UMC - Grandes Marques et Maisons de Champagne

Champagne, star of the seventh art

Even super heroes drink it...

Superhero movies were an American invention, based on comic book characters usually combining human features with superhuman abilities – god-like beings with an appetite for the extraordinary that naturally extends to Champagne.


Superman, the most famous of them all, is an alien with a taste for earthly delights – as we see in Richard Lester’s Superman 2 (1980) where he declares his love for Lois Lane with flowers and a bottle of Piper-Heidsieck.


Also up there with the best of the best is Batman, the superhero without superpowers whose alter ego billionaire Bruce Wayne uses his wealth to do good thanks to an array of fantastic contraptions and gadgets that make our caped crusader virtually invincible. Batman’s villains don’t stand a chance, as we see in Tim Burton’s Batman (1989) and Christopher Nolan’s The Dark Knight (2008) – Gotham’s avenging angel meanwhile allowing himself a few glasses of Champagne.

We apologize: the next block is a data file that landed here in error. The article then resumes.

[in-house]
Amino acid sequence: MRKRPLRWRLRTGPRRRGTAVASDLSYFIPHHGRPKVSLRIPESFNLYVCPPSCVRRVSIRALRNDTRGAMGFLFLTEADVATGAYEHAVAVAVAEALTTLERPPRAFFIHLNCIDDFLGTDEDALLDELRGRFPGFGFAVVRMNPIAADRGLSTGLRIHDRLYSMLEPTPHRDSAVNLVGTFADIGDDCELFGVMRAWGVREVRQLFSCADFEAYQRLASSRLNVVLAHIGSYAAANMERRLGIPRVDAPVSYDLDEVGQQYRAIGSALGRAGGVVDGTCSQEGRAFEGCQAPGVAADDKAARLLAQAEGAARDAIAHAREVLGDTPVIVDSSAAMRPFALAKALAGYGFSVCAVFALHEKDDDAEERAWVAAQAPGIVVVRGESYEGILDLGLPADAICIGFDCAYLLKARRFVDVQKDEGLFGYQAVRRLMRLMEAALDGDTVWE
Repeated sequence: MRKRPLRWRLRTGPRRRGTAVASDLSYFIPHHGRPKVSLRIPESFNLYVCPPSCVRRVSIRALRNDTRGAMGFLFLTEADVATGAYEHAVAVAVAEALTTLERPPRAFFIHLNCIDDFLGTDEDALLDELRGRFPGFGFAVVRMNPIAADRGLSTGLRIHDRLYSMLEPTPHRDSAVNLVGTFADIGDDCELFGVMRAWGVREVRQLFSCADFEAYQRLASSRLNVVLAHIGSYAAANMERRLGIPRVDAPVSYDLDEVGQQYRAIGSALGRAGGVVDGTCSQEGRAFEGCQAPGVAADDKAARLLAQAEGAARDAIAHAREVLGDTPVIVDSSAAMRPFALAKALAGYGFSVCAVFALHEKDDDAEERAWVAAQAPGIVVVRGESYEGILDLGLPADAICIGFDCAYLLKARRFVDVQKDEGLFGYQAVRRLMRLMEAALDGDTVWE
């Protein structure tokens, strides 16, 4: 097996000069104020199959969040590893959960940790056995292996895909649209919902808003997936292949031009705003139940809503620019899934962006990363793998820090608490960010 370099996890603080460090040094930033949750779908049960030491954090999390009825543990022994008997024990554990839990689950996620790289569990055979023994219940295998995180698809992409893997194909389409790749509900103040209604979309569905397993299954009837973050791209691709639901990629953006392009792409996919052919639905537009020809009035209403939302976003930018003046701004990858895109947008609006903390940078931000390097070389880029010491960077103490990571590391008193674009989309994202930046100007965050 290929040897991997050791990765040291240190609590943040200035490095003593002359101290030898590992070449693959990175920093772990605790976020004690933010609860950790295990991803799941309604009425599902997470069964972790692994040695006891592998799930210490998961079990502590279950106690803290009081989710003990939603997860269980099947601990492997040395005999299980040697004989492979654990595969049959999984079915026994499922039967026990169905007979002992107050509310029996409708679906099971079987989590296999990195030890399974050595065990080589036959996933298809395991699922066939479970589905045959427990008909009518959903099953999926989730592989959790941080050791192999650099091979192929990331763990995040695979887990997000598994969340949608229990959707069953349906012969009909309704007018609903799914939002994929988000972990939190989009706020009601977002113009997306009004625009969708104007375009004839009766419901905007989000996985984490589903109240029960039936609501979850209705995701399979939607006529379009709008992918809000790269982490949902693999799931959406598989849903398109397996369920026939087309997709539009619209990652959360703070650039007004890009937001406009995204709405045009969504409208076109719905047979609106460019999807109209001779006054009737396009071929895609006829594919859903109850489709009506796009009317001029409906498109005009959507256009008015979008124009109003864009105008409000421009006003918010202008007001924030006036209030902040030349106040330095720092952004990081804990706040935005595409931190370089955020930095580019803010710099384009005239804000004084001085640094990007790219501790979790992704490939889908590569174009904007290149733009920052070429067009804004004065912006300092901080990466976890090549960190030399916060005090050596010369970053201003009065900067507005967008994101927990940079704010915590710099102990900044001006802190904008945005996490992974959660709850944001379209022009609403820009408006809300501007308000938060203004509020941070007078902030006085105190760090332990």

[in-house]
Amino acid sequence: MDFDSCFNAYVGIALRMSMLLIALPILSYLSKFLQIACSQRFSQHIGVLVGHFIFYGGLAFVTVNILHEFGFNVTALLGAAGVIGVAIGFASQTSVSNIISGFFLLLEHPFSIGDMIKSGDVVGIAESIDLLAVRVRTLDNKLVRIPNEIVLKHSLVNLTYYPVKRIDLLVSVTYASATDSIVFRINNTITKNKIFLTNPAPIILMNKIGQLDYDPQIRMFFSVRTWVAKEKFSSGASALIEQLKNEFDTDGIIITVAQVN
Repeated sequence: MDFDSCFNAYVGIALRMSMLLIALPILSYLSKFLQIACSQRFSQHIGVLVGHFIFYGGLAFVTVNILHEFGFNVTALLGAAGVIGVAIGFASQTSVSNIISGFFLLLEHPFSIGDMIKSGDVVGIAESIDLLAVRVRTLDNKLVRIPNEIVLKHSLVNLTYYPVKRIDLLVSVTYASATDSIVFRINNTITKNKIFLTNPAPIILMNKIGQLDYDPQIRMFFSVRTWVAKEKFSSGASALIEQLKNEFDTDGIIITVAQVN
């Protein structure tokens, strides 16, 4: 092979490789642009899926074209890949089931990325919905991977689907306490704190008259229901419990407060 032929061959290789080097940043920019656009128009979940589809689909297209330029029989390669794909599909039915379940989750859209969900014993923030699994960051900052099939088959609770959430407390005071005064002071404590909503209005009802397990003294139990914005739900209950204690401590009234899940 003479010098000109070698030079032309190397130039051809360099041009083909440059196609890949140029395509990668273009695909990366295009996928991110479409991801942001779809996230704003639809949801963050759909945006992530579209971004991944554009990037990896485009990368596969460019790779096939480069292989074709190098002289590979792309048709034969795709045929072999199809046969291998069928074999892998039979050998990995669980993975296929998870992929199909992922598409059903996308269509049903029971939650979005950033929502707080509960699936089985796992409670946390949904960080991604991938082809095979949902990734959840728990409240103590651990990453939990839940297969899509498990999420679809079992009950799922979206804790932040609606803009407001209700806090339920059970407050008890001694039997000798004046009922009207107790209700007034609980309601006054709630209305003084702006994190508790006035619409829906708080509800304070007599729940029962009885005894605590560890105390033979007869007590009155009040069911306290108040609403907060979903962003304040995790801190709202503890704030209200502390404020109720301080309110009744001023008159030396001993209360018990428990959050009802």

Iron Man

Tony Stark, aka Iron Man, doesn’t have any superpowers either, just a whole lot of money inherited from his business tycoon father that he uses to invent high-tech armour that makes him indestructible – hence his moniker. He is also an inveterate playboy who never misses a chance to open a bottle of Champagne, preferably in the company of a pretty woman – Gwyneth Paltrow for instance in Jon Favreau’s Iron Man 2 (2010), with Robert Downey Jr as Tony Stark/Iron Man.

The supervillains

There are superheroes who never touch a drop. Because of his age Peter Parker, aka Spider Man, can never be shown drinking. And there are supervillains who automatically reach for the Champagne when they think they’ve killed the superhero. Except they haven’t and he’s out to get them, as “Penguin” for one finds out to his cost in Tim Burton’s Batman Returns (1992). Thinking he’s got rid of Batman, the nefarious “Penguin” (Danny DeVito) celebrates by opening a bottle of Champagne in an attempt to seduce Catwoman (Michelle Pfeiffer) – a mistake that inevitably leads to his own downfall.